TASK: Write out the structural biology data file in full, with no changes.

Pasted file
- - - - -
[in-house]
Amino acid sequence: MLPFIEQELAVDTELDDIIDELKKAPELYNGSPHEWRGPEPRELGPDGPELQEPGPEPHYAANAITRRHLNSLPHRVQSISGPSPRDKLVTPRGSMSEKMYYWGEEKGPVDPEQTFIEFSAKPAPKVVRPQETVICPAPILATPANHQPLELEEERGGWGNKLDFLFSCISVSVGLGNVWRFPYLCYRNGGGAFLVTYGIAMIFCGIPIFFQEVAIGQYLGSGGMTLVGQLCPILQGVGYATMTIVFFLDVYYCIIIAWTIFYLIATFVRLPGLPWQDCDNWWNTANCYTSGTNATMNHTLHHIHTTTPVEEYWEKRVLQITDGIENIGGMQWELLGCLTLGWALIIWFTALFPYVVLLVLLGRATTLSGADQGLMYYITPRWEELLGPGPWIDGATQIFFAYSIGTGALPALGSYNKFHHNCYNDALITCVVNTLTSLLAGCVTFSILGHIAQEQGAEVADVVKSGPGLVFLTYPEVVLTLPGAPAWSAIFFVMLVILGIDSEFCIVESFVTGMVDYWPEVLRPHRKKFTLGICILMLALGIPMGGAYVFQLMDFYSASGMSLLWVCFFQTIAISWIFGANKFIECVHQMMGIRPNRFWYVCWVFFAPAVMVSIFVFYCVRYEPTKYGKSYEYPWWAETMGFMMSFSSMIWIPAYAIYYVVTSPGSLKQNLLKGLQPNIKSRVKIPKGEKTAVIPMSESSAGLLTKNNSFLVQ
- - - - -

[in-house]
Amino acid sequence: MLPFIEQELAVDTELDDIIDELKKAPELYNGSPHEWRGPEPRELGPDGPELQEPGPEPHYAANAITRRHLNSLPHRVQSISGPSPRDKLVTPRGSMSEKMYYWGEEKGPVDPEQTFIEFSAKPAPKVVRPQETVICPAPILATPANHQPLELEEERGGWGNKLDFLFSCISVSVGLGNVWRFPYLCYRNGGGAFLVTYGIAMIFCGIPIFFQEVAIGQYLGSGGMTLVGQLCPILQGVGYATMTIVFFLDVYYCIIIAWTIFYLIATFVRLPGLPWQDCDNWWNTANCYTSGTNATMNHTLHHIHTTTPVEEYWEKRVLQITDGIENIGGMQWELLGCLTLGWALIIWFTALFPYVVLLVLLGRATTLSGADQGLMYYITPRWEELLGPGPWIDGATQIFFAYSIGTGALPALGSYNKFHHNCYNDALITCVVNTLTSLLAGCVTFSILGHIAQEQGAEVADVVKSGPGLVFLTYPEVVLTLPGAPAWSAIFFVMLVILGIDSEFCIVESFVTGMVDYWPEVLRPHRKKFTLGICILMLALGIPMGGAYVFQLMDFYSASGMSLLWVCFFQTIAISWIFGANKFIECVHQMMGIRPNRFWYVCWVFFAPAVMVSIFVFYCVRYEPTKYGKSYEYPWWAETMGFMMSFSSMIWIPAYAIYYVVTSPGSLKQNLLKGLQPNIKSRVKIPKGEKTAVIPMSESSAGLLTKNNSFLVQ